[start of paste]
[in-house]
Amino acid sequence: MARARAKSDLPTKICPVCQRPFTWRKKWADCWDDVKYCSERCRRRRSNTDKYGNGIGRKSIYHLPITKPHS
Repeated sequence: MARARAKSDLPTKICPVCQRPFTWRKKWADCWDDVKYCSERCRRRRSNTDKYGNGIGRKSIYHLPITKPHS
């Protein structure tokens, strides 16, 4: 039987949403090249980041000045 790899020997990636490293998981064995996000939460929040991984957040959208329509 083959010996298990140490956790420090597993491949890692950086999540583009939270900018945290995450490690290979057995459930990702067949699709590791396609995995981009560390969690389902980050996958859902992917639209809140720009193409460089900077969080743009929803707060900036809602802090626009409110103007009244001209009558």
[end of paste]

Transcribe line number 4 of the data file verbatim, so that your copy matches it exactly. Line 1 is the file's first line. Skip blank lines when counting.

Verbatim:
């Protein structure tokens, strides 16, 4: 039987949403090249980041000045 790899020997990636490293998981064995996000939460929040991984957040959208329509 083959010996298990140490956790420090597993491949890692950086999540583009939270900018945290995450490690290979057995459930990702067949699709590791396609995995981009560390969690389902980050996958859902992917639209809140720009193409460089900077969080743009929803707060900036809602802090626009409110103007009244001209009558």